Self-Inquiry Guide: Handling Emotional Trauma

Self-Inquiry Guide: Handling Emotional Trauma

According to Ayurveda, we carry emotions, emotional trauma, and even memories from our ancestors in a part of the brain called tarpaka (which means to record or to remember). While there are many tools in Ayurveda to free us from old unwanted emotions, self-inquiry is a requirement for all Ayurvedic Psychology practices.

The following Self-Inquiry Guide can be used while cleansing, on retreat, or as a daily practice after meditation or yoga. It was originally posted in our Kaya Kalpa Cleanse eBook.

13 Steps of Self-Inquiry

1. What percentage of time do you spend with attention on inner space (introspective or meditative silence)? How about outer space (the relative world we live in)?

2. Considering you have a 16-hour day and eight hours of sleep, see if you can spend 1.6 hours (10% of your day) focused on inner space—i.e. meditation, breathing, being in nature, yoga nidra, or prayer.

3. During your inner space time, try to journal any insights, intentions, realizations, or behavioral changes you wish to incorporate into daily life. In other words, as you practice yoga, breathe, meditate, pray, or enjoy nature, you will become more self-aware. The next step is to put this awareness into action. This is the true meaning of karma.

See also What is Karma? Finding the Truth

4. Each day, try to spend one hour in nature with awareness. Take in its beauty and silence with each of your senses and feel them with your heart. This can be done with eyes open or closed. It is a form of pratyahara, or turning the senses within.

  • Feel the leaves + trees
  • Admire the technicolor of a forest
  • Smell the pines, wild flowers, leaves + wind
  • Taste the air as you breathe
  • Listen to birds, rivers + sounds of silence in nature: not so silent

5. Ask yourself: What distractions keep my attention going outward? Examples: food, money, shopping, drama, friends, internet?

6. Consider giving up one of these distractions. Create a plan to replace that time with service to those in need. It could be volunteering or writing a love and appreciation letter to someone. The goal is to replace time you spend in search of satisfaction from the outside world with actions of love generated from your inside world. Ask yourself which are more fulfilling.

7. Once you have accomplished replacing one distracting activity, try replacing another with a similar plan. Remember: the actions you take from love must not require a reward, return on investment, or response. These actions are training our minds to give for no reason—just for goodness’ sake.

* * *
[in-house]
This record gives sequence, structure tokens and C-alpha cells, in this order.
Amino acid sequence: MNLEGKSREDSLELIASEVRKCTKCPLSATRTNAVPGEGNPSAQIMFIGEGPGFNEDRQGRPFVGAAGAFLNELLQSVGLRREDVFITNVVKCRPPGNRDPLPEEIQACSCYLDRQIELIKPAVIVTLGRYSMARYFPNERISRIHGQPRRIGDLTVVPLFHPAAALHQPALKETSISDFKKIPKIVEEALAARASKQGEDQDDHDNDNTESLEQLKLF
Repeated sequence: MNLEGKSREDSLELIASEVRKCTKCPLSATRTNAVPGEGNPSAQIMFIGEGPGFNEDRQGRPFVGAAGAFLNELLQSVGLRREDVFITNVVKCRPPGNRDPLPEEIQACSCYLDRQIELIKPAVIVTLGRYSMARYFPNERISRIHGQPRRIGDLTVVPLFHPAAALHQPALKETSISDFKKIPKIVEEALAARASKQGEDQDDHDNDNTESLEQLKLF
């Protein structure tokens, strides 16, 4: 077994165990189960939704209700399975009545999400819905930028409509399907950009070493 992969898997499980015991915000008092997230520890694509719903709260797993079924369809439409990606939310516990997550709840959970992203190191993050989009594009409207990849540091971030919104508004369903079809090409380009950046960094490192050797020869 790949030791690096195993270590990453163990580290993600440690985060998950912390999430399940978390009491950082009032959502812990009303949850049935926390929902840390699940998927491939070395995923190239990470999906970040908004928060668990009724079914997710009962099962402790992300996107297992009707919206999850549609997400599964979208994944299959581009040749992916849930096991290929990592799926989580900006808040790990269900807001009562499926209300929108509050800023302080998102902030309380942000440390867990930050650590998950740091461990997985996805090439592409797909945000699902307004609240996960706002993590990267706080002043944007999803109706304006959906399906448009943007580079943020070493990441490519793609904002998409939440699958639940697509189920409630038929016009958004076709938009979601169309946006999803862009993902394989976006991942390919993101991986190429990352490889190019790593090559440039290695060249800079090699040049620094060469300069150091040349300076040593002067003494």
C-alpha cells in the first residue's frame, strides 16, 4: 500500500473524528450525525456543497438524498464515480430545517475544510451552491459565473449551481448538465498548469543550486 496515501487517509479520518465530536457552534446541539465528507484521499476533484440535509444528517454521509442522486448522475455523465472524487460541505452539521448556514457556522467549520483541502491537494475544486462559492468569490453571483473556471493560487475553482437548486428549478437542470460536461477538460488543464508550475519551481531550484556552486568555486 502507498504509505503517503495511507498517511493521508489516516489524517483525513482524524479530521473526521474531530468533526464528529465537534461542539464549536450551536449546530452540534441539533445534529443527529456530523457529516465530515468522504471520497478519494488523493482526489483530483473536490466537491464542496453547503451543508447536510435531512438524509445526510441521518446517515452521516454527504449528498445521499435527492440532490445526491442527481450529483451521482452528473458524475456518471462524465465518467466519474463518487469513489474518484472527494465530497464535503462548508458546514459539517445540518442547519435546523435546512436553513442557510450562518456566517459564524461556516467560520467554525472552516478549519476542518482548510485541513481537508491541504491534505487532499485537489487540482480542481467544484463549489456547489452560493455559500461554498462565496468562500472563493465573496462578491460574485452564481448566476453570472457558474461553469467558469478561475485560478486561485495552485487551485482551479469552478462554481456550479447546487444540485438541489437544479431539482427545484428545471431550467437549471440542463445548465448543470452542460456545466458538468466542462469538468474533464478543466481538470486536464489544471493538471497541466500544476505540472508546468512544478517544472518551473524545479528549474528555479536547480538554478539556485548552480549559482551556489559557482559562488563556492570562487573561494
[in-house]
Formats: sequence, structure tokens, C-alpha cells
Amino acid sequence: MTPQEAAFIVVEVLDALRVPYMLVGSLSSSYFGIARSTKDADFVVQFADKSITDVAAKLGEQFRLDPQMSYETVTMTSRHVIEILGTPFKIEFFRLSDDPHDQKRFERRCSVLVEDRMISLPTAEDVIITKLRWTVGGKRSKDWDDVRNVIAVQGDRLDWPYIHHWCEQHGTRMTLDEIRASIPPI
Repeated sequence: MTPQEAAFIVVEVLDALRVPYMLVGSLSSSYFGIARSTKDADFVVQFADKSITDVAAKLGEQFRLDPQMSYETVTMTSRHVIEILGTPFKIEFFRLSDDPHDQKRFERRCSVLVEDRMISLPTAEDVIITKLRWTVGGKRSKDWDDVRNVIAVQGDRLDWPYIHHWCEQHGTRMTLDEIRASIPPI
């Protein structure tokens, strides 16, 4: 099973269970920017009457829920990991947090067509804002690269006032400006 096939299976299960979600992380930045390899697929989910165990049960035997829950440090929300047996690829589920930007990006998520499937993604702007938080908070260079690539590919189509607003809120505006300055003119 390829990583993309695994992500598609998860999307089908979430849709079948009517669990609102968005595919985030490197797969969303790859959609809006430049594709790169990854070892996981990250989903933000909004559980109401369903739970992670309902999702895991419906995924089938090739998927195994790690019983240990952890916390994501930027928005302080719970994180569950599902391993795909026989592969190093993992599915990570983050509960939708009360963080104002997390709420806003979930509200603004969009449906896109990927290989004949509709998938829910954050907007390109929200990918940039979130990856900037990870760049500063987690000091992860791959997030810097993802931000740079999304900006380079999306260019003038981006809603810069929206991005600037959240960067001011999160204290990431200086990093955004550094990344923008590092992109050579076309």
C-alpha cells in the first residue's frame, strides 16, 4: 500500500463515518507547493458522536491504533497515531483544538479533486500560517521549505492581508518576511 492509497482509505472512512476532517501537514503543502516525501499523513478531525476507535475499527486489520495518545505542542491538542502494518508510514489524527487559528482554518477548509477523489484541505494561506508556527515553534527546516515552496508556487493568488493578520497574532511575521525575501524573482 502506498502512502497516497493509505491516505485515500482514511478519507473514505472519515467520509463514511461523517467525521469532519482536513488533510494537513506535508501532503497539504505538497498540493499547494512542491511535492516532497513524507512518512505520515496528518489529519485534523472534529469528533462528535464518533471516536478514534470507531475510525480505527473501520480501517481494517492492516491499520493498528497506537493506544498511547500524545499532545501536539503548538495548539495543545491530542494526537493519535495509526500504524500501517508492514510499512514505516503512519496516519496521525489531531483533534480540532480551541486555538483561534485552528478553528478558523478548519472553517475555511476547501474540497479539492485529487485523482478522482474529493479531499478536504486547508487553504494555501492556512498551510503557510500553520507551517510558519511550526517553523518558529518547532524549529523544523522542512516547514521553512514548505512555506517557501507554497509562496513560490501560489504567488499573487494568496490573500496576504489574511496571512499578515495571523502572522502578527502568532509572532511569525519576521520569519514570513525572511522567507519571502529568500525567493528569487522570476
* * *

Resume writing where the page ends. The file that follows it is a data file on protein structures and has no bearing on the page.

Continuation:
See also The Science of Sattwa (and Giving)

8. How much energy do you spend wishing people would be different, nicer, or more respectful? How much energy would you save if you just let them be how they are? What would you lose if you stopped judging them?

9. Do you find yourself holding back love from your spouse, partner, mom, dad, or loved one? If so, ask yourself why you’re not willing to love them fully. Do you feel they have to change before you can feel safe to love them fully? If they don’t change, does that mean you will never experience or express the love you have for them fully?

10. Consider looking through the window of compassion and realizing that what you don’t like could be a reflection of their emotional armor, created because they were hurt, unloved, or broken in some way.

11. Consider making a list of things you appreciate about someone in your life who irks you. Yes, there are many things you do not appreciate, but what about the things you do appreciate? Remember: look through the window of understanding, rather than judgment.

See also Cultivate Relationships without Emotional Armor

12. Take action on love: simple acts of kindness based on what you appreciate, looking through the window of love, compassion, gratitude, and understanding. It could be a text saying: “Hey, just thinking about you! Hoping you have a great day!” Leave them a note, send an email, but don’t measure love: it is not a commodity to be traded—just give it!

13. Gratitude. Make a list of all the things and people you are grateful for. Choose one or two people to express that gratitude to. Express your gratitude daily (text, phone, email is ok). Best done in person!

Learn more self-inquiry tools in the Vedic Healing category of

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Dr. John

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